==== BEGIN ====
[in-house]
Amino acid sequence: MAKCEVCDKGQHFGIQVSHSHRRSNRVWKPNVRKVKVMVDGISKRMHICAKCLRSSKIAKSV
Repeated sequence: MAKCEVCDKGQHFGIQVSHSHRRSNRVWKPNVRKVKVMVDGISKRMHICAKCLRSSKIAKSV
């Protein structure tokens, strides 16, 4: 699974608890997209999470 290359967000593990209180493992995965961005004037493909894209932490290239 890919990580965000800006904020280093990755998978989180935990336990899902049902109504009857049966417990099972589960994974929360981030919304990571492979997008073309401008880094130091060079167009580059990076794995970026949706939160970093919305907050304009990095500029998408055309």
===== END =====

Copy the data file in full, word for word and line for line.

[in-house]
Amino acid sequence: MAKCEVCDKGQHFGIQVSHSHRRSNRVWKPNVRKVKVMVDGISKRMHICAKCLRSSKIAKSV
Repeated sequence: MAKCEVCDKGQHFGIQVSHSHRRSNRVWKPNVRKVKVMVDGISKRMHICAKCLRSSKIAKSV
């Protein structure tokens, strides 16, 4: 699974608890997209999470 290359967000593990209180493992995965961005004037493909894209932490290239 890919990580965000800006904020280093990755998978989180935990336990899902049902109504009857049966417990099972589960994974929360981030919304990571492979997008073309401008880094130091060079167009580059990076794995970026949706939160970093919305907050304009990095500029998408055309």